A human-specific switch of alternatively spliced AFMID isoforms contributes to TP53 mutations and tumor recurrence in hepatocellular carcinoma

Genome Res. 2018 Feb 15;28(3):275-284. doi: 10.1101/gr.227181.117. Online ahead of print.

Abstract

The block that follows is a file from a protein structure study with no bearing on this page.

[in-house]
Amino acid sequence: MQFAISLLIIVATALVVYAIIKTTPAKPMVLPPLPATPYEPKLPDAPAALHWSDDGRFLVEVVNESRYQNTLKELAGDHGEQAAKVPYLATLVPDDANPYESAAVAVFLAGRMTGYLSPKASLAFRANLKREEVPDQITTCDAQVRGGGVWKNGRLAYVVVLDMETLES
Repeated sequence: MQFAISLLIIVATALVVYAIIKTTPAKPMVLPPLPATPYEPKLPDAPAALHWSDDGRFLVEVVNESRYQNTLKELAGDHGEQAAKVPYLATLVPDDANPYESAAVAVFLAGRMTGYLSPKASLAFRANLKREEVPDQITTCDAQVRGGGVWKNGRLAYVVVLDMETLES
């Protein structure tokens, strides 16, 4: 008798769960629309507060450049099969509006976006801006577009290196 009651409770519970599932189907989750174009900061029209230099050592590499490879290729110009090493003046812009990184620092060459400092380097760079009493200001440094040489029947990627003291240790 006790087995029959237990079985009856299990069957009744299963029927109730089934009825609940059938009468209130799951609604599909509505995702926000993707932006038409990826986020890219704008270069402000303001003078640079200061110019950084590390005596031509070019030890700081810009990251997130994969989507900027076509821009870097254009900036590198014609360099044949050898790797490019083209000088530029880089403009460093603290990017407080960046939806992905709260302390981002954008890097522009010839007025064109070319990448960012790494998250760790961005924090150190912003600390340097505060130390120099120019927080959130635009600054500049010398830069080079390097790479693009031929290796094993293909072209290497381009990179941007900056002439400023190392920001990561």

Pre-mRNA splicing can contribute to the switch of cell identity that occurs in carcinogenesis. Here, we analyze a large collection of RNA-seq data sets and report that splicing changes in hepatocyte-specific enzymes, such as AFMID and KHK, are associated with HCC patients' survival and relapse. The switch of AFMID isoforms is an early event in HCC development and is associated with driver mutations in TP53 and ARID1A The switch of AFMID isoforms is human-specific and not detectable in other species, including primates. Finally, we show that overexpression of the full-length AFMID isoform leads to a higher NAD+ level, lower DNA-damage response, and slower cell growth in HepG2 cells. The integrative analysis uncovered a mechanistic link between splicing switches, de novo NAD+ biosynthesis, driver mutations, and HCC recurrence.